PurchaseBlack: the Etsy for African-American products - Technical.ly DC


Feb. 25, 2015 12:59 pm

PurchaseBlack: the Etsy for African-American products

“It shouldn't be that hard for an African-American person, male or female, to find products that work,” said founder Brian Williams.

PurchaseBlack founder and CEO Brian Williams.

(Photo courtesy of PurchaseBlack)

It was with a sense of purpose, but also the pragmatic approach of an engineer, that Brian Williams launched PurchaseBlack.com on Black Friday, Nov. 29, 2013.

The website is a verified marketplace that aims to support black-owned businesses while allowing black consumers to shop more easily for specialized products.

“There are lots of wonderful black-owned businesses across the country and a large African[-American] buying power,” said Williams. “But those two things weren’t really connected to one another.”

PurchaseBlack, which he describes as the Etsy or Amazon Marketplace for African Americans, aims to be “the bridge.” To sell on the platform, businesses have to be vetted first. Once they’re approved, they get their own web address on the site.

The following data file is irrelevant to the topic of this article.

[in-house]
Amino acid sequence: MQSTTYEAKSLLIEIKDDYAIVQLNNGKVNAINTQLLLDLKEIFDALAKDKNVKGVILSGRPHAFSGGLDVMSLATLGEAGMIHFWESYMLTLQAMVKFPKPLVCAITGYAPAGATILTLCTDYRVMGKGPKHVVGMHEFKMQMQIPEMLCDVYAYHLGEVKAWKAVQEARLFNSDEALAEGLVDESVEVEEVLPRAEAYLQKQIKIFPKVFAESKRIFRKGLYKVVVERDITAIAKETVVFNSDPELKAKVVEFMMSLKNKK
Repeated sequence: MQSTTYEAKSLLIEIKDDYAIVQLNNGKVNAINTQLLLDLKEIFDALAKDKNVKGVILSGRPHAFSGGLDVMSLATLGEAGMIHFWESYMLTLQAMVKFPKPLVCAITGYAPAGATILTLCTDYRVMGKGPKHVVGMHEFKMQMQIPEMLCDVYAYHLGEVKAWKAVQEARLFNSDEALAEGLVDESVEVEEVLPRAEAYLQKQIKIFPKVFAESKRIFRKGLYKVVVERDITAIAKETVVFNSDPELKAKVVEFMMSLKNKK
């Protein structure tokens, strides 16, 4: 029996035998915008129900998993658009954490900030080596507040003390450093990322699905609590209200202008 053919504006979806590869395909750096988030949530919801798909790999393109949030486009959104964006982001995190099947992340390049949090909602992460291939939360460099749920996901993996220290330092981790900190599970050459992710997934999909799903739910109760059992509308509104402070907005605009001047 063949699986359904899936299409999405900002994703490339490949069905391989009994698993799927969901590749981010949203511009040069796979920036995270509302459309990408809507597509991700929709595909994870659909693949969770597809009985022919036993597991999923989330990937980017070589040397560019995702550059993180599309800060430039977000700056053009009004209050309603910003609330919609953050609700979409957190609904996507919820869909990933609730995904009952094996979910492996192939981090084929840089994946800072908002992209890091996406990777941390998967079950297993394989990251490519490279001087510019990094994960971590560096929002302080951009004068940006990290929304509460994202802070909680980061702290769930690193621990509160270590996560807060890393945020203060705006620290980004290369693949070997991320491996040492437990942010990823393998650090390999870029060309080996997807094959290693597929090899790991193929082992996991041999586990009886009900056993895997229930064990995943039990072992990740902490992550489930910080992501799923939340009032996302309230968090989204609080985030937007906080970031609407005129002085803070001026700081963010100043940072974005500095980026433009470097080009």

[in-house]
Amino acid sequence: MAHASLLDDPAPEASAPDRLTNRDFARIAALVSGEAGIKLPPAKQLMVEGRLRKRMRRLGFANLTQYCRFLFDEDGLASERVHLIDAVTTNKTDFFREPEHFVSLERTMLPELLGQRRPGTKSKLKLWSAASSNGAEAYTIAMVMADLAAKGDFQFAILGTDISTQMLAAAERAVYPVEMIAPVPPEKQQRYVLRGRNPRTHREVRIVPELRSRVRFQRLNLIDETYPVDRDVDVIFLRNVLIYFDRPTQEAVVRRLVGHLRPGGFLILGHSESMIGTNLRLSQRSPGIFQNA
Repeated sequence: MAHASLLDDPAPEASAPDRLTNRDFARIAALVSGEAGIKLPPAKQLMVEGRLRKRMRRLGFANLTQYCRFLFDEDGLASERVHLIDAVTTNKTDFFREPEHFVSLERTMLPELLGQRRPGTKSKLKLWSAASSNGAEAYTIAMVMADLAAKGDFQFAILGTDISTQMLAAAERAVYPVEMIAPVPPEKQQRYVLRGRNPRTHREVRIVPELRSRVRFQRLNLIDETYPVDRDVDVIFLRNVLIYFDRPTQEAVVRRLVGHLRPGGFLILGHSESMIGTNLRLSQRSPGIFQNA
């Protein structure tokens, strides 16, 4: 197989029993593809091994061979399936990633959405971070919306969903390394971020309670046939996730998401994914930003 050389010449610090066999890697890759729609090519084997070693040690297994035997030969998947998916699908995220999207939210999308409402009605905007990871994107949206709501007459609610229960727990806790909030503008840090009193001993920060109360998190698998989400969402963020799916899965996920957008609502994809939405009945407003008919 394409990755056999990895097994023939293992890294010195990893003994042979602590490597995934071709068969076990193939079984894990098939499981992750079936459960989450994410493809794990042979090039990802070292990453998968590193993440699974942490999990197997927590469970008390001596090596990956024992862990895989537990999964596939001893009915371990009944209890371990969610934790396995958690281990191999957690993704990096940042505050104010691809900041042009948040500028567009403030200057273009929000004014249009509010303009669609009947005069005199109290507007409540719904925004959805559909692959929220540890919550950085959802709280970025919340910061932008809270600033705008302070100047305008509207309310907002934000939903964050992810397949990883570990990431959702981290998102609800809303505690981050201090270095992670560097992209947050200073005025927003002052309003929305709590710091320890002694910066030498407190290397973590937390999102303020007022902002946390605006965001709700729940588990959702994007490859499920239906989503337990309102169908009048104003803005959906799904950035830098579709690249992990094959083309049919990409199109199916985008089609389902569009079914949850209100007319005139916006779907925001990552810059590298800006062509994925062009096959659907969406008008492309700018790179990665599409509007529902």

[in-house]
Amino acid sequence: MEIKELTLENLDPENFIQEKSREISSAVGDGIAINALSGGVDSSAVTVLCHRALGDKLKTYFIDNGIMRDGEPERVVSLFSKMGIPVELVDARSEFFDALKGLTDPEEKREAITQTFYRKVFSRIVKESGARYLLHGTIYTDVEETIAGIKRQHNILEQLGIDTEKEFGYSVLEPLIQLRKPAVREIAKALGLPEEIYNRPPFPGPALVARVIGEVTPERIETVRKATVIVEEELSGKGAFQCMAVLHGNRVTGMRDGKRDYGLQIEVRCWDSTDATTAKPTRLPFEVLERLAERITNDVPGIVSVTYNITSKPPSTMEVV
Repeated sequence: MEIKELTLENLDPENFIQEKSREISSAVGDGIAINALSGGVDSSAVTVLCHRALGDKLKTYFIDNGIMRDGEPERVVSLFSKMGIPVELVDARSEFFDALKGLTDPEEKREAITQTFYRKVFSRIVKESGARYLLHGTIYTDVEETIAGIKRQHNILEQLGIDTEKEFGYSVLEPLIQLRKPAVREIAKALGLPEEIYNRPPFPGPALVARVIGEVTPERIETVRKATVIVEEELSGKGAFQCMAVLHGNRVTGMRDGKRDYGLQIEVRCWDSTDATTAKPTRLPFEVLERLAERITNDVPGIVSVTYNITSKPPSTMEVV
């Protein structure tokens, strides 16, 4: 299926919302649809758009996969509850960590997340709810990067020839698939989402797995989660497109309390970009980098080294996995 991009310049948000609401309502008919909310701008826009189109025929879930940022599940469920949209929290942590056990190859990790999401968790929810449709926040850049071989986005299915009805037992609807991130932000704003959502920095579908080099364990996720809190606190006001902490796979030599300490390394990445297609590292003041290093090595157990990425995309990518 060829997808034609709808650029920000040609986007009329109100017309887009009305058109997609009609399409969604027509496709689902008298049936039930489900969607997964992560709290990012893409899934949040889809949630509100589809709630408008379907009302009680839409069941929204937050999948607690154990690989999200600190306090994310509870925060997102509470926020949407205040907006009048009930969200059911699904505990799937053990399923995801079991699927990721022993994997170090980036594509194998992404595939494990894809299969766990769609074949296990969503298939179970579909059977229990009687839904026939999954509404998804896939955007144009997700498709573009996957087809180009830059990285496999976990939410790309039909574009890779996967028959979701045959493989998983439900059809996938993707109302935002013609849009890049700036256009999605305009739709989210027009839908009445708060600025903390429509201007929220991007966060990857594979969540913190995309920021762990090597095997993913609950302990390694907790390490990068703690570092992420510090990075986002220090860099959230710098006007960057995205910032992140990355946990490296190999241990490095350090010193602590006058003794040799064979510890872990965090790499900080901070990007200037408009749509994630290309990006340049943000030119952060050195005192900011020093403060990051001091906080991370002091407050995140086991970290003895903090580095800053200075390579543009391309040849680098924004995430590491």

After earning his MBA at the University of Texas, Williams moved to D.C. in 2013 with PurchaseBlack in mind. “D.C. is a hub of successful African-Americans in the DMV area,” he said. He worked for a while at Accenture, then left in late January to work full time on the site.

Anticipating that it might need several turnarounds, he built the website flexibly.

“I’m an industrial engineer by trade, so I understand the concept of continuous improvement,” he said. “We’ve revamped the site several times. As long as there’s more efficiency to squeeze out of the platform, well continue to do it.”

Williams said the website is already revenue positive. He means business, but in a broader sense. “The business has to be about sort of the long term health of the black community,” he said.

PurchaseBlack’s flagship feature is the badges that identify black-owned businesses. “I want to make it extremely easy, if people come to the site and they want to support a black-owned business, they don’t have to guess,” Williams explained.


“African Americans have unique tastes and preferences and, by and large, they are under-served by the market as a whole,” he added. “It shouldn’t be that hard for an African-American person, male or female, to find products that work.”

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